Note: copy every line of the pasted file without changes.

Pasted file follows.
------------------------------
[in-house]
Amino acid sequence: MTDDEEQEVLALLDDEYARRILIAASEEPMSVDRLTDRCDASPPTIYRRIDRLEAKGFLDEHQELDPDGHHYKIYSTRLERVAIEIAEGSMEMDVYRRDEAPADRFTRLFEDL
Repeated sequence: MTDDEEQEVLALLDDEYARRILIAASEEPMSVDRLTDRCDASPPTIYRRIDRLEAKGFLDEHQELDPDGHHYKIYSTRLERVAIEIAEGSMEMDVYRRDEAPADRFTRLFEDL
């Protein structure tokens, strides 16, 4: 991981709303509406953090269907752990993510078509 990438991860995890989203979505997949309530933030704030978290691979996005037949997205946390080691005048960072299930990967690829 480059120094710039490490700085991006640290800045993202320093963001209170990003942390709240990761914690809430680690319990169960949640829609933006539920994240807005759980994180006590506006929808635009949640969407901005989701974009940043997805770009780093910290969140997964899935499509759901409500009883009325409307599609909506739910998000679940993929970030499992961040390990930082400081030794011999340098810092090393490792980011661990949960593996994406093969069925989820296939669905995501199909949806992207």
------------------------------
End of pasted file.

[in-house]
Amino acid sequence: MTDDEEQEVLALLDDEYARRILIAASEEPMSVDRLTDRCDASPPTIYRRIDRLEAKGFLDEHQELDPDGHHYKIYSTRLERVAIEIAEGSMEMDVYRRDEAPADRFTRLFEDL
Repeated sequence: MTDDEEQEVLALLDDEYARRILIAASEEPMSVDRLTDRCDASPPTIYRRIDRLEAKGFLDEHQELDPDGHHYKIYSTRLERVAIEIAEGSMEMDVYRRDEAPADRFTRLFEDL
């Protein structure tokens, strides 16, 4: 991981709303509406953090269907752990993510078509 990438991860995890989203979505997949309530933030704030978290691979996005037949997205946390080691005048960072299930990967690829 480059120094710039490490700085991006640290800045993202320093963001209170990003942390709240990761914690809430680690319990169960949640829609933006539920994240807005759980994180006590506006929808635009949640969407901005989701974009940043997805770009780093910290969140997964899935499509759901409500009883009325409307599609909506739910998000679940993929970030499992961040390990930082400081030794011999340098810092090393490792980011661990949960593996994406093969069925989820296939669905995501199909949806992207």